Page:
Author(s): de Vogel S, Meyer K, Fredriksen , Ulvik A, Ueland PM,
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Abstract BACKGROUND: Although individual studies have been inconsistent, meta-analyses of epidemiological data suggest that high folate and vitamin B12 levels may be associated with increased prostate cancer risk. METHODS: Within JANUS, a prospective cohort in Norway (n = 317 000) with baseline serum samples, we conducted a nested case-control study among 3000 prostate cancer cases and 3000 controls, matched on age and time at serum sampling, and county of residence. Using conditional logistic regression, odds ratios (OR) and 95\% confidence intervals (CI) for prostate cancer risk were estimated according to quintiles of serum folate, vitamin B12, methylmalonic acid (MMA), total homocysteine (tHcy) and methionine, and according to MTHFR 677C→T genotypes. To correct for degradation during sample storage, folate concentration was measured as p-aminobenzoylglutamate (pABG) equivalents following oxidation and acid hydrolysis. RESULTS: We observed a weak positive association between folate concentration and prostate cancer risk [OR highest vs lowest quintile = 1.15 (0.97-1.37), P-trend = 0.04], which was more pronounced among individuals ≥ 50 years at inclusion [OR 1.40 (1.07-1.84), P-trend = 0.02]. tHcy showed an inverse trend with risk [OR 0.92 (0.77-1.10), P-trend = 0.03]. Vitamin B12, MMA and methionine concentrations were not associated with prostate cancer risk. Compared with the MTHFR 677CC genotype, the CT and TT variants, both of which were related to lower folate concentrations, were associated with reduced prostate cancer risk [OR 0.82 (0.72-0.94) and OR 0.78 (0.64-0.94), respectively]. CONCLUSION: This large-scale population-based study suggests that high serum folate concentration may be associated with modestly increased prostate cancer risk. We did not observe an association between vitamin B12 status and prostate cancer risk.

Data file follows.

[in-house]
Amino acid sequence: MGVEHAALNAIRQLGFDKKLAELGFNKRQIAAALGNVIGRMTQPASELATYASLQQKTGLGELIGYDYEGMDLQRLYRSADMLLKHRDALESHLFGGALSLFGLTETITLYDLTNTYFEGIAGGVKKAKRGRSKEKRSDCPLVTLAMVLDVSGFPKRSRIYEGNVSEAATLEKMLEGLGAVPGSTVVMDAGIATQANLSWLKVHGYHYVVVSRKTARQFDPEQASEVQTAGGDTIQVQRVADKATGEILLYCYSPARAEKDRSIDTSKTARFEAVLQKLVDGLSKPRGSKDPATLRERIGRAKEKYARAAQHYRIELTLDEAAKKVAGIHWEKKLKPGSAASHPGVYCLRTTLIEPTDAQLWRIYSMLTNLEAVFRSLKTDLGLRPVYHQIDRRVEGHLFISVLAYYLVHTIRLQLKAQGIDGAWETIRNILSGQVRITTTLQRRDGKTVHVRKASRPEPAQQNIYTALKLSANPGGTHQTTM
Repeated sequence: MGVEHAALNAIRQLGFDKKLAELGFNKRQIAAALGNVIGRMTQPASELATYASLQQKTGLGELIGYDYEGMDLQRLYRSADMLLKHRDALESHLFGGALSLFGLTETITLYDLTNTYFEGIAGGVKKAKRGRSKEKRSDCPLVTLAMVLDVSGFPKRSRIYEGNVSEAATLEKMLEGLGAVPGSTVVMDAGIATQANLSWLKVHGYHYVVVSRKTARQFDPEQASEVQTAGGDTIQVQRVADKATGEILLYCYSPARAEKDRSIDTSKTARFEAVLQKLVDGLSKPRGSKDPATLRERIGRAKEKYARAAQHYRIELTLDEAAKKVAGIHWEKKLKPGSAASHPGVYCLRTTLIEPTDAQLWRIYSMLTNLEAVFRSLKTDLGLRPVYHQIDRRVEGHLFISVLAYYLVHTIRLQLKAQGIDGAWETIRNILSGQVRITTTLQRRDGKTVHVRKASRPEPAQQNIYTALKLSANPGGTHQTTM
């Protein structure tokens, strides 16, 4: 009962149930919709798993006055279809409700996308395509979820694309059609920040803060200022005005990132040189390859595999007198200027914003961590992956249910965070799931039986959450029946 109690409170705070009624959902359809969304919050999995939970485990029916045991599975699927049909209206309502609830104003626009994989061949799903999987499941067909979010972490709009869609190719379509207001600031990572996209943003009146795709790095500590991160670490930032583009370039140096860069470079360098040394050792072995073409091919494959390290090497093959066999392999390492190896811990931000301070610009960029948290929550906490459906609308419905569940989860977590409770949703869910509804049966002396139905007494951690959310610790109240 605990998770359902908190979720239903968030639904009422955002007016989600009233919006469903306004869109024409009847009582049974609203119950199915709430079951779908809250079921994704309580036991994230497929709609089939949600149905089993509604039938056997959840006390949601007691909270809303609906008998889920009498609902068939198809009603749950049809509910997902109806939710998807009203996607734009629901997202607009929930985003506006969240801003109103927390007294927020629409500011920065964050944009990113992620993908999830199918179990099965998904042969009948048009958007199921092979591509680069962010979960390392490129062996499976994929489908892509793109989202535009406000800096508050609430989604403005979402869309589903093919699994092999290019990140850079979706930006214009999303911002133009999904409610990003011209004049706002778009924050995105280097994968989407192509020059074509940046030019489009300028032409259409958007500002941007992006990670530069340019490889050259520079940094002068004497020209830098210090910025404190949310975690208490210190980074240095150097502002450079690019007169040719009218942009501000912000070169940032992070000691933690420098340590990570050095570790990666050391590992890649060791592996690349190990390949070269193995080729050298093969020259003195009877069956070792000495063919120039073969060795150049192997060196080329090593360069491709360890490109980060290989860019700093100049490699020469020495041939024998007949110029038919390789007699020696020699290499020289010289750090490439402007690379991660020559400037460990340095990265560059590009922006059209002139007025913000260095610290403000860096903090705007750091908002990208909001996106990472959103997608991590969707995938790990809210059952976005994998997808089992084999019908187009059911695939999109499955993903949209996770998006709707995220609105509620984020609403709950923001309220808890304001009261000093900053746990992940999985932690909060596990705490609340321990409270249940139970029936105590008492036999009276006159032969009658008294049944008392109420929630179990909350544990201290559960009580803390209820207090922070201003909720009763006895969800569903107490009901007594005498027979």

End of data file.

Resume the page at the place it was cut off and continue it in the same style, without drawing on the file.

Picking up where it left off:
This article was published in Int J Epidemiol
and referenced in Medicinal Chemistry